Nos. 574-41156-1, 41157-1.
November 16, 1970.
 Criminal Law — Witnesses — Physician-patient Privilege — Criminal Cases. The physician-patient privilege (RCW 5.60.060(4)) is applicable to criminal proceedings.
 Witnesses — Physician-patient Privilege — Creation of Relationship. It is not necessary for creation of physician-patient relationship that the physician actually treat the patient, it being sufficient if the patient believes the examination is being made for the purpose of treatment. It is immaterial by whom the physician is employed. [See 58 Am. Jur., Witnesses (1st ed. § 416).]
 Witnesses — Physician-patient Privilege — Purpose of Statements — Proof. The fact that statements were made to a physician for the purpose of obtaining treatment may be inferred from the circumstances.
 Witnesses — Physician-patient Privilege — Application to Third Persons. The term "physicians," as used in RCW 5.60.060(4) which renders physicians incompetent to testify as to information obtained from patients, includes agents of the physician who are present, such as a police officer present for the protection of the physician, so long as the communication was intended to be confidential.
 Appeal and Error — Review — Issues Not Raised in Trial Court — Pretrial Rulings. A party need not object at trial, in order to obtain appellate review, to matters which have been clearly considered by the trial court and ruled on in a pretrial proceeding.
 Criminal Law — Appeal and Error — Review — Harmless Error — Test. Error occurring during a criminal trial cannot be held to have been harmless where an appellate court is unable to say that there is no reasonable possibility that the error complained of might have contributed to the conviction, or that no rational conclusion can be reached except that the defendant is guilty as charged.
Appeals from a judgment of the Superior Court for King County, No. 50026, James W. Mifflin, J., entered June 18, 1969.
Stern, Gayton, Neubauer Brucker and Thomas H.S. Brucker, for appellants (appointed counsel for appeal). Charles O. Carroll, Prosecuting Attorney, and Jerry Brian Riess, Deputy, for respondent.
Affirmed in part; reversed in part; remanded.
Prosecution for assault. Defendants appeal from convictions and sentences.
Two brothers, Norman and Phillip Gibson, were charged with and convicted of assault. They raise two questions on appeal. These are, whether the court erred in admitting a police guard's testimony regarding a statement made by Norman Gibson to a doctor while the guard was present and whether the admission of this statement was error requiring reversal of the convictions of the two brothers. We hold the physician-patient privilege forbids the use of the statement of Norman Gibson and that as to him, a reversal of the verdict and new trial are necessary. We further hold its admission was not error as to Phillip Gibson and affirm that conviction.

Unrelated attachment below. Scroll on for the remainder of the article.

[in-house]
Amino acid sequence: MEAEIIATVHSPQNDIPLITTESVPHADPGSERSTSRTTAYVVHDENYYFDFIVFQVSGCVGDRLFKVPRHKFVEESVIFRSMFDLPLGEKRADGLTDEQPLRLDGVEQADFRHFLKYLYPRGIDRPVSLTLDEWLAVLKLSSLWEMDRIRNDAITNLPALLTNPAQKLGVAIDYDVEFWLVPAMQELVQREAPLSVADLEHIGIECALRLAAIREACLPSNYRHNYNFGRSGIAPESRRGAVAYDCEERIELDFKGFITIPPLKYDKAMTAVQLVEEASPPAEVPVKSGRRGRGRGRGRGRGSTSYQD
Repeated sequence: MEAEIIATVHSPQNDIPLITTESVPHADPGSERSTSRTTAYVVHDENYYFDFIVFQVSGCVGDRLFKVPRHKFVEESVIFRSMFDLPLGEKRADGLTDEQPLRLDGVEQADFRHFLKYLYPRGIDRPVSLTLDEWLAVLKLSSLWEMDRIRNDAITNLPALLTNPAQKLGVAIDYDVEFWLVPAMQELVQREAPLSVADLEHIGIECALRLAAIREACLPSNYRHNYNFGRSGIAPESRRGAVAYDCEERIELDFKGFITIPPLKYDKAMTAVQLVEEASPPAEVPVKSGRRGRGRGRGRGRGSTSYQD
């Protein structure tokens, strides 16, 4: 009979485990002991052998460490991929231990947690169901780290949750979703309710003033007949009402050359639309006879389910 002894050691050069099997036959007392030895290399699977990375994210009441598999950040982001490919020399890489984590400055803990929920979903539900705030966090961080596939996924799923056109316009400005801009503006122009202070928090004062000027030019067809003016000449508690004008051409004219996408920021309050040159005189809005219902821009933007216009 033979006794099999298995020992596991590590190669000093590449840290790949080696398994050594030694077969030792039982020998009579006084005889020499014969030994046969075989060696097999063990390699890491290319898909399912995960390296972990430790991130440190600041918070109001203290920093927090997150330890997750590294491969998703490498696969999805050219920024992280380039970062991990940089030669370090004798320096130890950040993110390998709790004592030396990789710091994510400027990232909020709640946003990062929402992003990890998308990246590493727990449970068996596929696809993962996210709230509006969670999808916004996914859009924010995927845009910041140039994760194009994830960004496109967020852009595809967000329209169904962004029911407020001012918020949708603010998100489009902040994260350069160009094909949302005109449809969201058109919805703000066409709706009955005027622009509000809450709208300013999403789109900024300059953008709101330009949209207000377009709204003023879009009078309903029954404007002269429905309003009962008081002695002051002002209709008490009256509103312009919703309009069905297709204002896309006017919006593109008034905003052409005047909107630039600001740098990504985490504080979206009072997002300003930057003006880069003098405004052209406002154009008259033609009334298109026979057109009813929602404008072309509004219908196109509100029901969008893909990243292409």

The victim was shot in the back of the head after entering a new, yellow automobile to talk with the Gibson brothers. His testimony was that he was robbed and then shot by Phillip. Norman was arrested 2 days later and advised of his rights. At that time, the arresting officer testified he noticed severe burns on Norman's wrists and hands. The officer then took Norman to the city dispensary for the purpose of determining his proper placement in a cell. The police procedure required a police officer to remain with the prisoner at all times in the dispensary.
The doctor, with the officer present, asked Norman how he received the burns. "He replied that it was none of her business, that he wasn't going to tell her right in front of [the officer]. . ." He was then asked when the burns were received and told her, "two days ago."
The next day, the victim identified a yellow automobile with the seats burned away, as the car in which the assault occurred. The victim's watch and cigarette lighter were found in this car.
At trial, an alibi that the defendants were home on the night of the crime was offered and Norman Gibson's sister testified he received the burns building a fire in the family fireplace. Neither defendant testified.
 The physician-patient privilege in our state is statutory in nature. The civil statute (RCW 5.60.060(4)) has been held to apply to criminal cases by virtue of RCW 10.58.010, giving the patient the right to elect to claim the privilege. In criminal cases, RCW 10.52.020 also protects physicians from testifying as to information received from the defendant by virtue of their profession. State v. Miller, 105 Wn. 475, 178 P. 459 (1919).
 Actual treatment is not necessary; the only requirement for the relationship to arise by implication is that the patient believe the examination is being made for the purpose of treatment. Ballard v. Yellow Cab Co., 20 Wn.2d 67, 145 P.2d 1019 (1944). If consulted for treatment, it is immaterial by whom the doctor is employed. State v. Sullivan, 60 Wn.2d 214, 373 P.2d 474 (1962); C. McCormick, Law of Evidence § 102 (1954).
 Where a patient makes admissions to his physician in respect to the time when an alleged injury was received, the admissions are privileged if they are necessary to obtain professional advice or treatment. The fact that the statements were necessary to receive treatment may be inferred from the circumstances without formal proof. State v. Miller, supra at 480; 3 B. Jones, The Law of Evidence § 843 (5th ed. S. Gard 1958). The record supports a conclusion that Norman Gibson was taken to the jail physician to obtain treatment, and the questions asked him by the physician were for the purpose of treatment.